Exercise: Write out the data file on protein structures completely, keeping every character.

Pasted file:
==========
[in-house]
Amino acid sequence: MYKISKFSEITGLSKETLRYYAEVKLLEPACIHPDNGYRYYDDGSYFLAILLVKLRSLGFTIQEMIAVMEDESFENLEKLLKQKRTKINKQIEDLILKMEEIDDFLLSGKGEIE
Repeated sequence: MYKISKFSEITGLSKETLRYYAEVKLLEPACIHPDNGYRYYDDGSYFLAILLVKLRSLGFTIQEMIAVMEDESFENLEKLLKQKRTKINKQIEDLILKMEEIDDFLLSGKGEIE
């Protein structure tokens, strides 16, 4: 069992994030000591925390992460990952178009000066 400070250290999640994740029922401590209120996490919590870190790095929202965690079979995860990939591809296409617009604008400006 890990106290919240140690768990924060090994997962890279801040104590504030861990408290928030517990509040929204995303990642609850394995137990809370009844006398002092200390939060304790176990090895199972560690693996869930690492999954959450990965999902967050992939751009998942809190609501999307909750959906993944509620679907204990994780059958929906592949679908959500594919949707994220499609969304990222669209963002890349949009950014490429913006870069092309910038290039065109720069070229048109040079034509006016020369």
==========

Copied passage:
[in-house]
Amino acid sequence: MYKISKFSEITGLSKETLRYYAEVKLLEPACIHPDNGYRYYDDGSYFLAILLVKLRSLGFTIQEMIAVMEDESFENLEKLLKQKRTKINKQIEDLILKMEEIDDFLLSGKGEIE
Repeated sequence: MYKISKFSEITGLSKETLRYYAEVKLLEPACIHPDNGYRYYDDGSYFLAILLVKLRSLGFTIQEMIAVMEDESFENLEKLLKQKRTKINKQIEDLILKMEEIDDFLLSGKGEIE
């Protein structure tokens, strides 16, 4: 069992994030000591925390992460990952178009000066 400070250290999640994740029922401590209120996490919590870190790095929202965690079979995860990939591809296409617009604008400006 890990106290919240140690768990924060090994997962890279801040104590504030861990408290928030517990509040929204995303990642609850394995137990809370009844006398002092200390939060304790176990090895199972560690693996869930690492999954959450990965999902967050992939751009998942809190609501999307909750959906993944509620679907204990994780059958929906592949679908959500594919949707994220499609969304990222669209963002890349949009950014490429913006870069092309910038290039065109720069070229048109040079034509006016020369």